Protecting endangered environments – with Dr Emma McIntosh
Dr Emma McIntosh, 2014 BHP John Monash Scholar
DPhil in Geography and the Environment at Oxford University, UK
The John Monash Scholars are a constant source of inspiration and awe for Dr Emma McIntosh, 2014 BHP John Monash Scholar. If they can climb mountains, speak other languages or break glass ceilings, then Emma believes she has no excuse not to embark on similar extraordinary feats. As a conservation scientist, she is always trying to find effective ways to protect nature and promote diverse, healthy ecosystems. When she was awarded her Scholarship, it gave her both greater confidence and a stronger sense of responsibility to make positive change happen.
Friends and colleagues encouraged Emma to apply for her John Monash Scholarship and embark on a PhD at the School of Geography and Environment at the University of Oxford. This opportunity would give her the chance to explore the effectiveness of approaches used to protect landscapes and seascapes. Since completing her postgraduate studies at Oxford, Emma has benefited immensely from the experience of international study. Having worked with many people, in many places across the world, she has experienced conservation challenges in different contexts.
Today she works for Arcadia as a Consultant to Environmental Programmes. Arcadia is a charitable fund of Lisbet Rausing and Peter Baldwin that supports endangered cultural heritage, protects endangered ecosystems, and promotes access to knowledge. The organisation’s environmental goal is to protect the natural diversity of the world now and into the future and over $360 million (USD) has been committed since 2002. Emma’s role within grant management allows her to work with other non-profit organisations to safeguard and restore unique and biodiverse areas of land and sea. This involves restoring and protecting important habitats, halting illegal wildlife trade and improving environmental laws.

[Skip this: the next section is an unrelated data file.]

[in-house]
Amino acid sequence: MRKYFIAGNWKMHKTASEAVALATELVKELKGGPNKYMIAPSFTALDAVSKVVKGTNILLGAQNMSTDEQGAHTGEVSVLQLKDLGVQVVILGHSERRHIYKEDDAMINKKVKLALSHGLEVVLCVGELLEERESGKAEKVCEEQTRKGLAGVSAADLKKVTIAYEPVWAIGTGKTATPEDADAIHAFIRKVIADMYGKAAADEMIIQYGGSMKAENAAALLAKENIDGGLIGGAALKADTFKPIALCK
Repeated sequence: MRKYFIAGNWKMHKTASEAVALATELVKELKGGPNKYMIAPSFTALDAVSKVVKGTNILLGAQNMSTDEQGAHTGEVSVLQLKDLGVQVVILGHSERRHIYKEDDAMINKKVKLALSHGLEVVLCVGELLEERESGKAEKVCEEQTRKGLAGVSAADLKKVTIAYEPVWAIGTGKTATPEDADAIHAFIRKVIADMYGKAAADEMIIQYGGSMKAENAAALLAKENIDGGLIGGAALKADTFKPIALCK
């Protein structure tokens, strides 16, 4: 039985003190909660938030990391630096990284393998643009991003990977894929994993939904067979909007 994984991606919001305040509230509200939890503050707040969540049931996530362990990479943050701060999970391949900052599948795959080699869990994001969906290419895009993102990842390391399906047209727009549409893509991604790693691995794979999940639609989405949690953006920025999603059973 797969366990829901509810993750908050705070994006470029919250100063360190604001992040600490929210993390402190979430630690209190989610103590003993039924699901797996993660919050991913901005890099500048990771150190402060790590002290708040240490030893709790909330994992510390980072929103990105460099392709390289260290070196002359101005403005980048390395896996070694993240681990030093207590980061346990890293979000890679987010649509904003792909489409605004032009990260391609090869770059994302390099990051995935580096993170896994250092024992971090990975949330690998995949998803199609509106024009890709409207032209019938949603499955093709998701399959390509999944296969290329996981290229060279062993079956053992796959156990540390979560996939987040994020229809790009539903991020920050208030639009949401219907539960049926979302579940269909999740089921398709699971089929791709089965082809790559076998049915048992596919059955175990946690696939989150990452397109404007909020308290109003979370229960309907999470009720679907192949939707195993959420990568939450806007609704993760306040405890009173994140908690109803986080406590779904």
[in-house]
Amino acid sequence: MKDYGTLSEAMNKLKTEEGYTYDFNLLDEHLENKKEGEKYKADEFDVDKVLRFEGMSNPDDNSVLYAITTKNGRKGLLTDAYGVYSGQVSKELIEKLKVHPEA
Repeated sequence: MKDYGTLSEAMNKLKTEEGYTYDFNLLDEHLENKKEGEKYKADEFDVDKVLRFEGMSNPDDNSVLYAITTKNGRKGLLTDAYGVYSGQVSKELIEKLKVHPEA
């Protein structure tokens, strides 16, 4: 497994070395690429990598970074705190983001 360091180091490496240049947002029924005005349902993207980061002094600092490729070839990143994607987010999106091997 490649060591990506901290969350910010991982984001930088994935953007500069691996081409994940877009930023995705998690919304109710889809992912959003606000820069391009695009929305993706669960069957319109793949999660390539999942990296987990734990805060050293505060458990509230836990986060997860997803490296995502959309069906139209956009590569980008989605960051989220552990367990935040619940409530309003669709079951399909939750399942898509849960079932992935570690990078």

Recently Emma conducted a review of Acardia’s marine grant making, which flagged that they were among the top ten philanthropic donors for marine causes globally. She is now developing new concepts to expand support, given the urgency of the need to protect marine biodiversity. Nature conservation is a sector desperately short of funds and grant making in this area is for Emma both a great privilege and a great responsibility. It requires an understanding of how non-profit organisations can operate most effectively, and an awareness of how potential biases and power imbalances can affect the philanthropic and conservation sectors. Before her Scholarship, Emma had not been aware of grant making as a career option. She has loved this role and the fact that she can help other environmental changemakers to implement amazing initiatives worldwide.
During her studies, her Scholarship supporter BHP provided encouragement and invitations for Emma to share her research. With competition for environmental resources growing and climate change amplifying the sensitivities of our natural systems, BHP is increasingly keen to collaborate with John Monash Scholars, who are leading the way in this space. BHP’s commitment to minimising environmental impacts can be viewed on their website.
Healthy, complex and functioning ecosystems are just as important as healthy bodies, complex societies and functioning legal systems. BHP and Emma agree that we need leadership from other natural scientists and environmental advocates to help us to build a better and clearer future, so our natural world can thrive. Each year when Emma volunteers for the Foundation as an online reviewer and reads applications from other people invested in protecting the environment, she feels encouraged. Whether these people are fortunate to receive a Scholarship or not, they are still doing remarkable things to help the collective effort towards protecting our endangered environments.